The global prohibition of cannabis disrupted countless lives. Millions were incarcerated or had their lives taken. Meanwhile, patients lost out on access to a possible solution to some of their pains and crippling ailments.
In recent years, the tide began to shift. A trickle of nations eventually turned into a flood as waves of legalization spread across the globe. Now, patients around the world are beginning to experience the power of the plant legally. As the popularity of cannabis continues to grow, medical research has to be a driving factor for the change in sentiment.
5 Countries Leading the Way in Cannabis Research
Whether it be lab studies or the availability of reliable product testing, scores of countries are on board thanks to a rise in tech advancements. These are some of the nations helping advance our cannabis understanding through groundbreaking studies, a wealth of product testing options, or housing of such critical research facilities.
Israel and cannabis research go hand-in-hand. It was Israeli scientist Raphael Mechoulam who isolated the THC cannabinoid and unveiled its molecular structure in the early 1960s. In the decades since, Mechoulam continues to study the plant, with scores more joining him in the endeavor to understand cannabis.
By 2017, some were calling Israel “The holy land” for medical cannabis. The country earned the designation thanks to its highly engaged attendees at conferences, and more so, its distinction as the home to the field’s elite researchers and scientists. The country has seen so much success, that even small towns are banking on cannabis incubators.
With such success and information, countries with more restrictions on cannabis research, like the United States, often rely on Israeli produced data for its studies.
The nation recently allowed for exports of its cannabis to other countries. Though many believe that Israel’s prime marijuana export is still data. This includes a 2019 study from Israeli company Tikun Olam centering on seniors and cannabis’ impact on a variety of common ailments.
Uruguay made headlines by becoming the first nation to federally legalize adult-use cannabis sales and possession in December 2013. Since then, the country is highly regarded as the kickstarter of the global cannabis legalization wave. Uruguay is also credited for making the first commercial export of medical cannabis from a Latin American nation in 2019.
While exporting took time, it didn’t take years for Uruguay to be pegged as a research leader. By 2014, some speculated the country would become a “hotbed” of research.
This forecasting may not be as accurate as expected back then. However, companies are doing their part by cultivating and providing quality cannabis for research, which hopes to bring answers to the lingering, pressing questions about cannabis use.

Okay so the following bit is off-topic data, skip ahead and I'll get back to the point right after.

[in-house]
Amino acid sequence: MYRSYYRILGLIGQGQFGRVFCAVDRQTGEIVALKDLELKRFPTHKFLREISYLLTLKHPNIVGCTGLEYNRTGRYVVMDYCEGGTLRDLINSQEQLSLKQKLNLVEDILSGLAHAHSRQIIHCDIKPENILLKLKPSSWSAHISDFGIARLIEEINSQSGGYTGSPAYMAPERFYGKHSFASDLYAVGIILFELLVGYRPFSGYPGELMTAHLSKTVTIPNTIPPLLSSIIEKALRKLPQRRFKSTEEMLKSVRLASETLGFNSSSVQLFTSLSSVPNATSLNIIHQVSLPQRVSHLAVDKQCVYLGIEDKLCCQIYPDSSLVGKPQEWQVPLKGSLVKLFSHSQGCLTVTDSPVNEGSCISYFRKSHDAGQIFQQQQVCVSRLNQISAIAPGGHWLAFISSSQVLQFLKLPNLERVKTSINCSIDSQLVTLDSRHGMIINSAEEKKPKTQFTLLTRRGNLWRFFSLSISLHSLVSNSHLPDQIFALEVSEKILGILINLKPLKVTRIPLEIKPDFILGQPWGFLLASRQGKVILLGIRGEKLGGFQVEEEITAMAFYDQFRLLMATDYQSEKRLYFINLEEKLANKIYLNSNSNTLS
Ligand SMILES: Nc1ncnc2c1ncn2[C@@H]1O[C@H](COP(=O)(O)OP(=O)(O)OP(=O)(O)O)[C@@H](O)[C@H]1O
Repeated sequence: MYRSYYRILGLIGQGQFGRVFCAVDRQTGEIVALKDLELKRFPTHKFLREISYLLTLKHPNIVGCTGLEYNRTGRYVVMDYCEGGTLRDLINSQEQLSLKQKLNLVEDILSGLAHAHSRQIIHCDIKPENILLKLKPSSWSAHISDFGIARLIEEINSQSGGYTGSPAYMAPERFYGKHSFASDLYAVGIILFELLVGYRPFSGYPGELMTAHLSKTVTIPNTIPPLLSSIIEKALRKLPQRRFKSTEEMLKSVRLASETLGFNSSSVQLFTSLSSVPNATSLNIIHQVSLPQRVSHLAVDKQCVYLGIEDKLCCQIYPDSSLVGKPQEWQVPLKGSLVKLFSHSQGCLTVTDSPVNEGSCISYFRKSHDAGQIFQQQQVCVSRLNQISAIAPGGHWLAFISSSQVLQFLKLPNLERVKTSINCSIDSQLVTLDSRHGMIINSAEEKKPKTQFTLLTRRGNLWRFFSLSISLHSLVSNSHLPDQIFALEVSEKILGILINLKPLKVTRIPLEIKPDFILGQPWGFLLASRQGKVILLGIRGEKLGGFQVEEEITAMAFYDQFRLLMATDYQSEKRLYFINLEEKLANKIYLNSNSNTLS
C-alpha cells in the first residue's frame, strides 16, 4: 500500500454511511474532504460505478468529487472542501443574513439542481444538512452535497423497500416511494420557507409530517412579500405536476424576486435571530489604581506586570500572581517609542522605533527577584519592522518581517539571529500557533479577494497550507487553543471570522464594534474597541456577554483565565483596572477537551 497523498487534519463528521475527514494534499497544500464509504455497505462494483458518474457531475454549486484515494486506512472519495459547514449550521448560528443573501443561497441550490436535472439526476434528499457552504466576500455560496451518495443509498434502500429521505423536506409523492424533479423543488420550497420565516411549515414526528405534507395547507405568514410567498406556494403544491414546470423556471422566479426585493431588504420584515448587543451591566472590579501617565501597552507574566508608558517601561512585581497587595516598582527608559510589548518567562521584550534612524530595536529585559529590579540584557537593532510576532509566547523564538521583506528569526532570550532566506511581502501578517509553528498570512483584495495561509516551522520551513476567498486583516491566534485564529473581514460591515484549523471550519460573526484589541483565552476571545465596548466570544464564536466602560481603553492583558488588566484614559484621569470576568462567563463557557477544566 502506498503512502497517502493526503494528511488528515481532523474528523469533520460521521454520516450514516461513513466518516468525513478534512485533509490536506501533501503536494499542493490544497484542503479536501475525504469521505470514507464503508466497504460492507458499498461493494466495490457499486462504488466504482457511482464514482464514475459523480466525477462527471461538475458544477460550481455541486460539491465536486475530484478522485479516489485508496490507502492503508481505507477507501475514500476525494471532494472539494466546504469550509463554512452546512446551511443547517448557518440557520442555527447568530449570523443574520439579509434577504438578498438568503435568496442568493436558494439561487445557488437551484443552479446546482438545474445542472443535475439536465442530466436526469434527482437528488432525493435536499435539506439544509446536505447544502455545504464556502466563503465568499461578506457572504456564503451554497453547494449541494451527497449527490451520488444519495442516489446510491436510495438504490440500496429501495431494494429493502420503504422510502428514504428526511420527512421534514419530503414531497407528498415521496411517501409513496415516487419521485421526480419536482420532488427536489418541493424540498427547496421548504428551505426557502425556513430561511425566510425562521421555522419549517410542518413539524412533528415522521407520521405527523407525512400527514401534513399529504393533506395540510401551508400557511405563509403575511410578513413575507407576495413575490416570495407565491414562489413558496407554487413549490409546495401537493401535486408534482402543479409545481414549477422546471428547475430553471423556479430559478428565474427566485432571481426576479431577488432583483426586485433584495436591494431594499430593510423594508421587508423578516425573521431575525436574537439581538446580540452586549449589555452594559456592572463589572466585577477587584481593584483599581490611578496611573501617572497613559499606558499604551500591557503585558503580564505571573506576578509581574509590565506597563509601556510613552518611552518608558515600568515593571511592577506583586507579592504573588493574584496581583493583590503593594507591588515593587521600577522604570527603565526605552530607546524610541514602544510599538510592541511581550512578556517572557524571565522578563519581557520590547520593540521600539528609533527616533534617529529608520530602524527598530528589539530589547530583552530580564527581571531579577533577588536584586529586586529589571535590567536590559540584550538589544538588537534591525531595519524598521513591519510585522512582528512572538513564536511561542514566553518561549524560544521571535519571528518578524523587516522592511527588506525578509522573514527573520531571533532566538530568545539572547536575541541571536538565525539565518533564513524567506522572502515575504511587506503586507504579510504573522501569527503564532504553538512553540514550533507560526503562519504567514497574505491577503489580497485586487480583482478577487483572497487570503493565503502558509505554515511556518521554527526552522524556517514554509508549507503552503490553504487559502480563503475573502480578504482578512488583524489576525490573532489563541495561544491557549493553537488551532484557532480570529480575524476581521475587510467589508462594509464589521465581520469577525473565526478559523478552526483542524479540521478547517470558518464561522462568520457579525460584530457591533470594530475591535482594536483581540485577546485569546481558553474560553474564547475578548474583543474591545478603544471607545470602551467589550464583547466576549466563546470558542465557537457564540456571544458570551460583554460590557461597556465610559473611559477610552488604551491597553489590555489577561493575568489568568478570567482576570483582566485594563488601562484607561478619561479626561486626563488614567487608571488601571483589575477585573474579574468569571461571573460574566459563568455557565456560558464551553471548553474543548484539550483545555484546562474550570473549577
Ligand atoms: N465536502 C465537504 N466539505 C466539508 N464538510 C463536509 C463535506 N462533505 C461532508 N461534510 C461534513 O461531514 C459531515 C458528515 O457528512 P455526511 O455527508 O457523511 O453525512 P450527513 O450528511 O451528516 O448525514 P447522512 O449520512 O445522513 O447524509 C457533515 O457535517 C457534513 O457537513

As the second nation to legalize adult-use cannabis laws, Canada positioned itself as a leader in a variety of segments of the market. Lab studies are one of these areas where the country appears to be thriving.
Canada is home to a range of authorized labs across its provinces. Federal government data list 80 labs currently approved to hold an analytical testing license. Labs offer a variety of tests for products, including cannabinoid content, contamination, analytical chromatography, and several others.
Canada is home to some of the leading cannabis research facilities, including the Michael G. DeGroote Centre for Medicinal Cannabis Research in Hamilton, Ontario. Those hoping to learn more can visit the centre’s website, which delves into insightful evidence briefs and research summaries conducted in recent years.
In addition to its innovation and a wealth of labs, some believe Canada will be a research world leader. This has been forecasted due to studies like the University of Toronto’s 2018 genome mapping of the cannabis sativa plant.
The Netherlands began its national medical cannabis program in 2003. Since then, the nation long associated with travelers getting lifted at cafes has developed a name as a leader in marijuana research and testing.
Dutch testing initiatives include a range of studies, spanning terpene and cannabinoid profiling, documenting as well as trial studies on the medical applications of cannabis. Such facilities can be found in numerous cities across the country.
In the years since launching its program, the Netherlands received coverage for several lab studies. One of the more prominent studies centered on cannabis access and student’s academic performances. The research, filed in March 2015, found that restricting access to the plant did improve student achievements.
Although the Dutch medical market is thriving and well-established, the nation still has yet to advance adult-use legislation. As such, illicit market activity persists, which includes selling to legal coffeeshops. In August, the country rolled out its own “weed trials.” The studies aim to provide nationally grown pot to coffeeshops in ten mid-sized towns to determine if the approach curtails illegal activity in the area.
The Czech Republic is one of several European nations to legalize medical cannabis in the past decade, doing so in 2013. Since then, the Czech Republic became the home to one of the most prominent cannabis research destinations.
Located in Prague, the International Cannabis and Cannabinoids Institute (ICCI) aims to advance global cannabis and cannabinoid research. The ICCI has experts spanning numerous fields. In December, some of the ICCI’s experts assisted with research in a country that may soon be emerging in research as well: Thailand.